Guest Opinion: Military spending is about to grow
On Dec. 22, President-elect Donald Trump startled the worldwide community of arms-control experts with a message on Twitter.
He wrote, “The United States must greatly strengthen and expand its nuclear capability until such time as the world comes to its senses regarding nukes.”
The next day, Trump spoke off-camera with Mika Brzezinski of MSNBC’s “Morning Joe” program and reportedly told her, “Let it be an arms race. We will outmatch them at every pass and outlast them all.”
But on the same day, President Obama signed legislation that could do more to set off an arms race than anything the president-elect has said. The National Defense Authorization Act, an annual bill affecting every aspect of the U.S. military, for the first time strikes the word “limited” from the language that describes the nation’s missile defense system.
Another provision in the law calls for the Pentagon to begin research, development and testing of space-based missile defenses.
That opens the door for virtually unlimited spending on new missile defense systems aimed at countering a nuclear threat from Russia and China, an escalation from current systems designed to stop smaller threats from nations like North Korea.
This significant change in U.S. policy was made quietly on Capitol Hill and approved by overwhelming bipartisan majorities in both houses of Congress. Although President Obama issued a four-page signing statement criticizing parts of the bill, he was silent on the changes in the nuclear defense policy.
A 2012 study of missile defense technologies conducted by a panel of the National Academy of Sciences at the request of Congress estimated the minimum cost of building a space-based missile defense system at $200 billion, not including hundreds of billions of dollars to operate it. The co-chair of the panel, retired Lockheed Corp. executive L. David Montague, said in an interview that a missile defense system could never ensure against a dedicated attack, but was “an opportunity to waste a prodigious amount of money.”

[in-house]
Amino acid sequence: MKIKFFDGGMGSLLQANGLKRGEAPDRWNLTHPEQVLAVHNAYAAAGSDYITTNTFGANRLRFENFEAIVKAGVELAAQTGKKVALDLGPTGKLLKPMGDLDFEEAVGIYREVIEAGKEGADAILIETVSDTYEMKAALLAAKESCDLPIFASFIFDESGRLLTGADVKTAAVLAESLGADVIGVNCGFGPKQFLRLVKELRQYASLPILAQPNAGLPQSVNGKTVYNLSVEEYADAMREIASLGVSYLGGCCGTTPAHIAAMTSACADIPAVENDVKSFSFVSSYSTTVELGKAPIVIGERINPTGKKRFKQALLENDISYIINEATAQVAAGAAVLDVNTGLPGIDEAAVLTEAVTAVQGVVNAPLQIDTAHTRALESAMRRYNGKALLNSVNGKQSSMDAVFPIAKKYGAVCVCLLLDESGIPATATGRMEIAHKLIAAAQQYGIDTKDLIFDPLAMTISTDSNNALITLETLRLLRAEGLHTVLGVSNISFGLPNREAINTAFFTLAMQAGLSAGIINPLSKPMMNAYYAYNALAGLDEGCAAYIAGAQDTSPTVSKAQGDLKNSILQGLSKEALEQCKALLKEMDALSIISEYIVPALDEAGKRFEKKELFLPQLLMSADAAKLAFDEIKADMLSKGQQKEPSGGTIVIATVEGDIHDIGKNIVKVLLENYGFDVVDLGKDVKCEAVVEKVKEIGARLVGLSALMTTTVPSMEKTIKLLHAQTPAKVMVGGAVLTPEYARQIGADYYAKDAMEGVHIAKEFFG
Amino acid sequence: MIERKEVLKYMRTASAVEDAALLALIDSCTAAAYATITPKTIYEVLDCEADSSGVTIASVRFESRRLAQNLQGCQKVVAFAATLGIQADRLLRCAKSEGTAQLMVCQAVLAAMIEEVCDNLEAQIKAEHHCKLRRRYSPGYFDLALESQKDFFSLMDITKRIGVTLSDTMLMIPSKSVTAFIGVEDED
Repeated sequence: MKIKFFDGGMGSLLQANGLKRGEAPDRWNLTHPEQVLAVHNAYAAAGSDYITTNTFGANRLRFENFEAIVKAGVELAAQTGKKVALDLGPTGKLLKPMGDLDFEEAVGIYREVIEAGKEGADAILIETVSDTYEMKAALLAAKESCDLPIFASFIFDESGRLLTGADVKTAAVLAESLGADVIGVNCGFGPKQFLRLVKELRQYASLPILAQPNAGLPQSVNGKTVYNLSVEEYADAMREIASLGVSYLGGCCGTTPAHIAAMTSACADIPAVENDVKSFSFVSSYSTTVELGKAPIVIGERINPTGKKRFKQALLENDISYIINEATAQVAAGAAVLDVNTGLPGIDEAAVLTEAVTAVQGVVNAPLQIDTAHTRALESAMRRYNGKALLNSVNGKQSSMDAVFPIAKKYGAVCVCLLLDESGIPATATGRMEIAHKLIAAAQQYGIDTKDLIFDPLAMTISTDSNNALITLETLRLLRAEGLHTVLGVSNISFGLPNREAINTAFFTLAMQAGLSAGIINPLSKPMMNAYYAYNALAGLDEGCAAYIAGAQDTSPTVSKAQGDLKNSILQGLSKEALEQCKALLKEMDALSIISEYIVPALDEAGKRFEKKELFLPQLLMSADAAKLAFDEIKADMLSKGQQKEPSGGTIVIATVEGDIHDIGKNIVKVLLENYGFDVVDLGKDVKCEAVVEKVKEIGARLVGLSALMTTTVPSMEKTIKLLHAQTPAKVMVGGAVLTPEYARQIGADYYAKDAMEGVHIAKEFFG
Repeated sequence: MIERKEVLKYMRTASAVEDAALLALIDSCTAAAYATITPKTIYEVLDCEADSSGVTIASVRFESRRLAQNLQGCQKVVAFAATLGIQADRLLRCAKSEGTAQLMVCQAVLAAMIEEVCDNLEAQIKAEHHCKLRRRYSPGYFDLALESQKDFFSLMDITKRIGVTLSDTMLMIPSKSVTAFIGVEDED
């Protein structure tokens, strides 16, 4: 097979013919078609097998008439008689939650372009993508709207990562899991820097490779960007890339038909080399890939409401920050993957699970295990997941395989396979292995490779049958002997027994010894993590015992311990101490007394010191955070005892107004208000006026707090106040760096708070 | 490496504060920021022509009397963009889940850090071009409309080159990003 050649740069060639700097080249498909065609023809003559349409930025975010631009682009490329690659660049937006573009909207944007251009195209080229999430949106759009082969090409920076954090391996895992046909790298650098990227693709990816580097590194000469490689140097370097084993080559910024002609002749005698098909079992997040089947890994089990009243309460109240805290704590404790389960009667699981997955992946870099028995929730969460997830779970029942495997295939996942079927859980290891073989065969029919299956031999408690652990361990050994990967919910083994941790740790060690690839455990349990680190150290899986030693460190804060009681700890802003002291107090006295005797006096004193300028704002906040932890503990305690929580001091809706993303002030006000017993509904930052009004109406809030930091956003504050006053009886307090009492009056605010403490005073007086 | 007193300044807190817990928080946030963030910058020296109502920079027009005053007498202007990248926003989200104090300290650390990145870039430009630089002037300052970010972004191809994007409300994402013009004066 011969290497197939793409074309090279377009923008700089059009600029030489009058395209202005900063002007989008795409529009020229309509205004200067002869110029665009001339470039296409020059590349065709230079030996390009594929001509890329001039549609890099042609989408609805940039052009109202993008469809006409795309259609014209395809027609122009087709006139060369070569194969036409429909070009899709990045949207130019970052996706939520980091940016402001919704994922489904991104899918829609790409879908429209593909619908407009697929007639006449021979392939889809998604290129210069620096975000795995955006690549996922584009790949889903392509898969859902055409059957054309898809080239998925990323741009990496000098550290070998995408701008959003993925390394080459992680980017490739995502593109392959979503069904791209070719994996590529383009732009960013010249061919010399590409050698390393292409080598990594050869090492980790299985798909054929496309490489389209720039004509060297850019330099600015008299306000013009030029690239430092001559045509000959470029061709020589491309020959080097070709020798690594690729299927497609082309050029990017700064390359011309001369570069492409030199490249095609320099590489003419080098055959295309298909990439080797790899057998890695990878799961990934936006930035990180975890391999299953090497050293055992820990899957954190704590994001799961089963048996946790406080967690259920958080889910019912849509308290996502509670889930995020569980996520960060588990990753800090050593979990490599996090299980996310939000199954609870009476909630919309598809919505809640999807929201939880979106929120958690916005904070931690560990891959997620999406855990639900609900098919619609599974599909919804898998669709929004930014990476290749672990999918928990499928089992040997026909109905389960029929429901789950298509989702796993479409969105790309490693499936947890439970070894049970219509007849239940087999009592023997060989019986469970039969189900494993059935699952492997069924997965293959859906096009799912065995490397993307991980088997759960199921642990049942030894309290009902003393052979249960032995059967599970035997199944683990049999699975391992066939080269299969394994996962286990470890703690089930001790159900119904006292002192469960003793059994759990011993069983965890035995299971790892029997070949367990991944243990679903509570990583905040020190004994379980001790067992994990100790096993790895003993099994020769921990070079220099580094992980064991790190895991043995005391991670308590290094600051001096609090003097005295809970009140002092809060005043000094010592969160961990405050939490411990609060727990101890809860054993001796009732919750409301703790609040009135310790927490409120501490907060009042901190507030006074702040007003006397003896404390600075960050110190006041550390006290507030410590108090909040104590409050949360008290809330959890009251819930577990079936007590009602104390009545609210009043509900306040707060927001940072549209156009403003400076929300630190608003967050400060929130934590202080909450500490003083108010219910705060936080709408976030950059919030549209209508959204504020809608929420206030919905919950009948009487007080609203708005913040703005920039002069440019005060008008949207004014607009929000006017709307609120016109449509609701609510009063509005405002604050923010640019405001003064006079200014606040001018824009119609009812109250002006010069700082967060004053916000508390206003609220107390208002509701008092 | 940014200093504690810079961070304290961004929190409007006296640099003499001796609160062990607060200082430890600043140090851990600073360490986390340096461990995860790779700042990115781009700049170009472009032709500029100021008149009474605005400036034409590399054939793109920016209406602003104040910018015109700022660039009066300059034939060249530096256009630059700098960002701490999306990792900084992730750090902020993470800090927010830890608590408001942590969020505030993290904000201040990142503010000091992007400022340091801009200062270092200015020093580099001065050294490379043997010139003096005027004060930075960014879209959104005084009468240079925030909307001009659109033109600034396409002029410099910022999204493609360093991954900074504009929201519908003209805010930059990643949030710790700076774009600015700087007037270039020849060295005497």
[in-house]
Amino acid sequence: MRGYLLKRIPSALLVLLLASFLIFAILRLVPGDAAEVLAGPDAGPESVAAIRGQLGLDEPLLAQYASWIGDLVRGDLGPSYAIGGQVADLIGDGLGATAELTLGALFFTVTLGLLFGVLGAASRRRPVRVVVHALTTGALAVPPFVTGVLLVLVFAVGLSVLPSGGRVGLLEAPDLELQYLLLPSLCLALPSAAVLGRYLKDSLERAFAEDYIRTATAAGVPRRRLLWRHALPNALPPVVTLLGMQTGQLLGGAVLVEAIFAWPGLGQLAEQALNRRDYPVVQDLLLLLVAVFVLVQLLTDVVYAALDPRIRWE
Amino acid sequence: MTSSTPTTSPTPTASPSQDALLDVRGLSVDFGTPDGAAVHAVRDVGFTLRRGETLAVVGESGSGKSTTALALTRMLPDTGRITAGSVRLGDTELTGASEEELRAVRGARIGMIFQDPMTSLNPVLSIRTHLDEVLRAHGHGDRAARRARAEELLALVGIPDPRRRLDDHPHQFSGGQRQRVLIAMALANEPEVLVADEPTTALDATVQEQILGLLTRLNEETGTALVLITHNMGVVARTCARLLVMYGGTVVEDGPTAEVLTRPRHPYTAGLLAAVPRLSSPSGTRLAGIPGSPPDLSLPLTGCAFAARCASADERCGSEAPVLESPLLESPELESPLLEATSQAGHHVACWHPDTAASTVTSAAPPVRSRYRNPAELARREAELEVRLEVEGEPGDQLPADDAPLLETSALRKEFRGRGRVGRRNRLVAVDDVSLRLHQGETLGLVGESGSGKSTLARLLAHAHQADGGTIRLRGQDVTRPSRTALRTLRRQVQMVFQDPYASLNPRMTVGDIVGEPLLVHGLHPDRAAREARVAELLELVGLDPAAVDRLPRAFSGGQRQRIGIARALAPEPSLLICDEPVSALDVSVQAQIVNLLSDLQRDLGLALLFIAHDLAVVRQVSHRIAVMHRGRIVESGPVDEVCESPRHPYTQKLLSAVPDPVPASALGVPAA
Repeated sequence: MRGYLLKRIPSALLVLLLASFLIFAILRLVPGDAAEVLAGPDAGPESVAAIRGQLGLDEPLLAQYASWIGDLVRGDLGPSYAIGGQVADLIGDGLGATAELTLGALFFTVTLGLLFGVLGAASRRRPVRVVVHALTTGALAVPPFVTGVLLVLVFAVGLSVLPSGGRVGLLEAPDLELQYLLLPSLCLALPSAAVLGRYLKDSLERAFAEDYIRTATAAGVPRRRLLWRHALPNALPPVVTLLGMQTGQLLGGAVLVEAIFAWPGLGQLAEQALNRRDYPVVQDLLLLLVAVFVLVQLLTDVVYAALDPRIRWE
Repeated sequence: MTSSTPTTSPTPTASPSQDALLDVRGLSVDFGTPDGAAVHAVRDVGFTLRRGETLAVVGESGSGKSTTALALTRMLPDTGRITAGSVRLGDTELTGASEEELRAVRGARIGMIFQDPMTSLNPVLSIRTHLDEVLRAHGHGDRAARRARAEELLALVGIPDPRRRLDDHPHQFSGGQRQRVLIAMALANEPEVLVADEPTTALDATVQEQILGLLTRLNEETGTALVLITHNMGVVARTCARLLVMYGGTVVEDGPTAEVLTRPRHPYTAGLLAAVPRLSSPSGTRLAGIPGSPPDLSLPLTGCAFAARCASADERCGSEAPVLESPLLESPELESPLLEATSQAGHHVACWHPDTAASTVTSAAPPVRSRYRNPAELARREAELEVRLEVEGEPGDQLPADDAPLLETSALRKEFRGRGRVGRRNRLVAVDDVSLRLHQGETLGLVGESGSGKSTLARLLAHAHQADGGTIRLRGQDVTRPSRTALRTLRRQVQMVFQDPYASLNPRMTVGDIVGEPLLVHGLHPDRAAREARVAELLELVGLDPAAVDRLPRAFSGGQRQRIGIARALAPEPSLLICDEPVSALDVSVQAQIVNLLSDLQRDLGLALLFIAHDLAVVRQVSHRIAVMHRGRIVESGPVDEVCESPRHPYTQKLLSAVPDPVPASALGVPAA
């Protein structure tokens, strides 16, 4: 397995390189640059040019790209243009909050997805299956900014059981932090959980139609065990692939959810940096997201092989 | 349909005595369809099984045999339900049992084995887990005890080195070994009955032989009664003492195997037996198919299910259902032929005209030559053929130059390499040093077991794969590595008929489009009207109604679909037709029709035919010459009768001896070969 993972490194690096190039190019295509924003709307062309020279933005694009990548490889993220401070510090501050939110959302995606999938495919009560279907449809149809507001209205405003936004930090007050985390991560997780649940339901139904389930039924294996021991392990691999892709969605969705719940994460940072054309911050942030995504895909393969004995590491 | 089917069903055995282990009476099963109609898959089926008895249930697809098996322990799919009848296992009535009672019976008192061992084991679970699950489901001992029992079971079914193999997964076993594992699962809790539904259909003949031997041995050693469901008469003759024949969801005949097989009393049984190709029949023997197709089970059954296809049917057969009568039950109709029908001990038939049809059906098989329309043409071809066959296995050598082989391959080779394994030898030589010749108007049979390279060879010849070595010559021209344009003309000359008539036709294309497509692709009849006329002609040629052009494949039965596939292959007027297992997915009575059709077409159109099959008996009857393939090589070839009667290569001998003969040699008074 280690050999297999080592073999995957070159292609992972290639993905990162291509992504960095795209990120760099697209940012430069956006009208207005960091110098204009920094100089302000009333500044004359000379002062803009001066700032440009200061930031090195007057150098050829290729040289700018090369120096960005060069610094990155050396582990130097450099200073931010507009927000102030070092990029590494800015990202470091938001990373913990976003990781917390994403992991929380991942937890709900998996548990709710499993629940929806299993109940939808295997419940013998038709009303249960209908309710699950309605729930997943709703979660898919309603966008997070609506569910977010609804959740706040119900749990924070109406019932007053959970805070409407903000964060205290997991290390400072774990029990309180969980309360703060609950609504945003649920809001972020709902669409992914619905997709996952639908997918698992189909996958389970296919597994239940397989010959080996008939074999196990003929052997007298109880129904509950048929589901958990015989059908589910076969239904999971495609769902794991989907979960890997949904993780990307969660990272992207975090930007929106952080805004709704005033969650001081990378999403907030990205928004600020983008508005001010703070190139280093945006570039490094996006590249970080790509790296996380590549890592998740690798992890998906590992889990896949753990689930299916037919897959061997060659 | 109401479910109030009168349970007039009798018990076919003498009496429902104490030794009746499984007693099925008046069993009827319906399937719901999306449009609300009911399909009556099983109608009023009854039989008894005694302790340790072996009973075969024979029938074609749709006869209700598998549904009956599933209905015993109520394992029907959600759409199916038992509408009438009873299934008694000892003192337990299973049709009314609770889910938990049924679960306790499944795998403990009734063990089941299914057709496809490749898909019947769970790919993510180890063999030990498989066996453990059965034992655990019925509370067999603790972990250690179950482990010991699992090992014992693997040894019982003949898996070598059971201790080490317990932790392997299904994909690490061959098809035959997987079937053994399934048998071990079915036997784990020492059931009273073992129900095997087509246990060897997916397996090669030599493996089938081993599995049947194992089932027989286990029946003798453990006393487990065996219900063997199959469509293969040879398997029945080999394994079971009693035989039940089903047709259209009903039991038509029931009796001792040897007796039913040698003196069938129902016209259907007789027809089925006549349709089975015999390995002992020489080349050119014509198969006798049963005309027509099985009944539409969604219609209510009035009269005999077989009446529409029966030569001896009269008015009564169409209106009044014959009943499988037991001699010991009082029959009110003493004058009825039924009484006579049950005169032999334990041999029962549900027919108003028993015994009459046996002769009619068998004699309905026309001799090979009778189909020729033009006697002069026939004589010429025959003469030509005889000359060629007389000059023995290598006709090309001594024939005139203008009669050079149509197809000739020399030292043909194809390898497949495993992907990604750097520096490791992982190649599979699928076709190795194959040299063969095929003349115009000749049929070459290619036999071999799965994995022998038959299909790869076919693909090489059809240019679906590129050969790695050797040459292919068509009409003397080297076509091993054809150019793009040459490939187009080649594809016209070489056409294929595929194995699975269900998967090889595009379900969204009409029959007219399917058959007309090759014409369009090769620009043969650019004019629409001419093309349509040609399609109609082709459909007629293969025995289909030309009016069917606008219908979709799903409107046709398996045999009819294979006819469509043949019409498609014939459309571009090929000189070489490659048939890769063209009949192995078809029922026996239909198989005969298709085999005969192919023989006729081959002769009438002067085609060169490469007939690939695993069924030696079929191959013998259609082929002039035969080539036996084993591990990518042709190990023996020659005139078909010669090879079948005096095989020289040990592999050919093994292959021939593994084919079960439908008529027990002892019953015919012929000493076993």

Of course, to some members of Congress, it’s not a waste of money if it creates a brand new defense facility and high-paying jobs in their districts.
But the new arms race is not solely of U.S. making. Trump’s message on Twitter followed a speech by Russian President Vladimir Putin vowing to “strengthen the strategic nuclear forces” of his nation, and calling for an upgrade of non-nuclear forces so they are “capable of neutralizing any military threats.”
The Washington Post’s Bob Woodward reported that military and intelligence sources see “a giant buildup” of Russia’s nuclear arsenal while the U.S. relies on aging weapons from the Kennedy and Reagan eras. Trump’s national security adviser, retired Lt. Gen. Michael Flynn, told Woodward the president-elect is convinced the United States has to modernize and spend “vast amounts of money” to maintain a position of strength.
The so-called “peace dividend” that followed the end of the Cold War in the 1990s appears to have run its course. The U.S. is headed for a major expansion of military spending, set in motion by lawmakers of both political parties and by two presidents.
The biggest fight may be between Congress and the White House about where the money will be spent first.